With the cage construction complete, we then turned to painting the cage and interior. Painting is all about good prep work and an investment up front will go a long way towards ensuring that your paint job will look good in the end. The first step is to mask any areas that you don't want painted. Aluminum foil works great for quickly covering tricky things like pedals, wiring, and brake lines. It also helps to lay masking paper on the floor boards to keep the over spray from settling on the floor board while the cage and other areas are painted. If excessive over spray builds up on a surface it makes it difficult to get a smooth paint job down the road.
After the masking is complete, the next step is to degrease the surface. This is especially true for the roll cage as steel tubing usually has an oily layer on it to give it some corrosion resistance. MEK does a great job of breaking down the oil and grease. If you live in a state full of hippies like we do here in California, MEK can be pretty hard to find. As a substitute, denatured alcohol will work nicely.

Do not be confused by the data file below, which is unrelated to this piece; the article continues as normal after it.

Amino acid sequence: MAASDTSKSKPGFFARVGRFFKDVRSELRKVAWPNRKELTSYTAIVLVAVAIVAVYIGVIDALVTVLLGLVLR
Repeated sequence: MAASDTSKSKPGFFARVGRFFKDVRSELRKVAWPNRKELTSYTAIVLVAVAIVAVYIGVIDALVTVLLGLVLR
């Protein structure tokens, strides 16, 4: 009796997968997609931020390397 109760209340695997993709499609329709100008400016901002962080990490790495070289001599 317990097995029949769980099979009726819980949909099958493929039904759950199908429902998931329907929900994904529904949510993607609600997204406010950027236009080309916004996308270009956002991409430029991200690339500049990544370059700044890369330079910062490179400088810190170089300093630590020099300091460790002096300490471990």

We degreased the cage surface with denatured alcohol and then roughed up the surface with sand paper and scotch brite. For good measure, we then degreased one more time before we laid down the first coat of primer. On the bare metal surfaces of the cage, we used self etching primer which will help prevent rust down the road.